Alas, it turned out not to be. At least it was not doable for me. There are many reasons for this, some bureaucratic, others due to my somewhat typical habit of making overly ambitious plans and ignoring the general feasibility of them; and I’m not going to bore you with any of those.

I’m just going to say that many of my things are still there in the storage locker on the East Coast, and the books, papers, and art work I had hoped to shipped to France are still there too. I would also like to say that although I did not by any means meet my primary goals,  I did make significant progress on some of them, most especially getting rid of a lot of what was in there and made no sense to keep any longer.

Yay for me, at least for that! 😦

I also learned a lot of things I needed to know about an international move, in particular a move to France, from the two international movers I had meet me at the storage locker, survey what I had, and advise me what my options were. But I didn’t learn enough that I feel I can write the post I imagined writing back in March, when I was optimistically winging my way back to the U.S.

I imagined that I would write a post titled something like “Ten Tips for a Successful International Move.”

But hah! I certainly couldn’t do that, given the so-far-unsuccessful outcome of my plan, now could I?

No. I could not. In fact I should probably be reading such posts, by people who know how to do it.

But there is one thing I discovered in this process that I have felt a bit guilty about not sharing with our public before now, and so I’m wasting no more time in sharing the one tip I came up with. And so…here it is!

If you are packing books for an international move, you might not want to pack them in liquor boxes–even though normally liquor boxes are excellent boxes for packing books in.

Why is this? Well, to be honest, I’m not 100% sure that it is truly necessary to NOT pack your books in liquor boxes for an international move. I’m just telling you why I decided that I wished I had not done so when I packed up all the contents of my house before running off to France.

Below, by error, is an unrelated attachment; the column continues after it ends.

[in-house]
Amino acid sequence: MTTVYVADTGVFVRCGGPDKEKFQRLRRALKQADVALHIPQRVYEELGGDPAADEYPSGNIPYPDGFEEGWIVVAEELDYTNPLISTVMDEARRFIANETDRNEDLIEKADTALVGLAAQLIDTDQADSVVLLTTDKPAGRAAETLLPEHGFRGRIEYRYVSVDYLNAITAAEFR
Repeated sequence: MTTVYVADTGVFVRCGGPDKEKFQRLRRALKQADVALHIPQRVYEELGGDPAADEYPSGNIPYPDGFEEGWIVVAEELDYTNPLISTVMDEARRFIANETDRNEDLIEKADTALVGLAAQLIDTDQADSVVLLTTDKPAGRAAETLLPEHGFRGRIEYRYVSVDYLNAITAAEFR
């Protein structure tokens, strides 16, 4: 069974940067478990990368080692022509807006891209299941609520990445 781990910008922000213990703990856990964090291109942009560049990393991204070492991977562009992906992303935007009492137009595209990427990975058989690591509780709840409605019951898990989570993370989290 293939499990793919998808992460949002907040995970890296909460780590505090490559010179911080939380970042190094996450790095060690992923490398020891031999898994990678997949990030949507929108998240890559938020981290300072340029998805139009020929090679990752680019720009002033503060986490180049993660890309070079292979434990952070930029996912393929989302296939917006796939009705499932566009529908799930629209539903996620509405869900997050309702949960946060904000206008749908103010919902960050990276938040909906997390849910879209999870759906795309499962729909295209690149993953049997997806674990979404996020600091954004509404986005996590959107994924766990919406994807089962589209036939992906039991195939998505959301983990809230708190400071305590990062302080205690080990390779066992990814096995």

And so here is why.

One of the things I learned from one of the international movers I consulted is that one unpredictable cost (at least in moving things into France, I don’t know about anywhere else) is a (potential) charge for x-raying your goods. This is a charge that happens only when the customs agent decides that they want to be sure that what you say is in your shipment is really what is in your shipment.

A bit earlier in the conversation, I had asked the agent what kinds of things customs agents charge duty on. I didn’t think I had anything that would cause me to have to pay duty, really, all I had was books, papers, and some artwork, not valuable artwork, just artwork made by friends. (Well it is valuable artwork, to me. But not the kind you would have to pay duty on. You know what I’m saying, right?) So I was just asking, trying to learn everything I could about how this all works.

“Luxury goods, wine, liquor, things like that,” he said.

And so, you can see where this leads, now, right?

Let’s suppose you have 50 cartons of books, and they are packed in liquor boxes. One could not really blame a customs agent for wondering if what you said–that you were moving books and papers into the country–was really true, especially if you were not there in person to show your very innocent, very writerly presence by way of proof, or strong implication, that in fact all those boxes of Yellowtail wine, or Dom Perignon, or whatever, actually held books and papers, not wine and liquor.

And so if the customs agent did wonder about those 50 cartons that had once held wine and liquor, and decided to x-ray your shipment, you would have to pay for the cost of the x-raying, which could be as much as several hundred euros.

And so. That is why I wish I had not packed all my books and papers in liquor boxes, even though for a domestic move liquor boxes are pretty much perfect. Because if you have the bad luck to have an exceptionally suspicious customs agent, or perhaps just a perfectly reasonable customs agent in the middle of a having a bad day, you could have a several-hundred-euro addition to an already pretty hefty bill for moving a bunch of books and papers across the ocean.

And most writers can’t afford this.

One thing I have not been able to determine yet is whether this several-hundred-euro potential x-ray of goods would take place while the goods are still in the shipping container (in which case the details of things like what kinds of boxes things are packed in would be irrelevant). Or whether it would take place after the goods are taken out of the shipping container to be put on a truck for the rest of the journey. (If you are getting the impression that an international move is much more complicated than a domestic one, you are right. Diplomats and others who have lots of help through this process are lucky people indeed. And if anyone out there has further insight into this matter, I hope you will share it in a comment below!)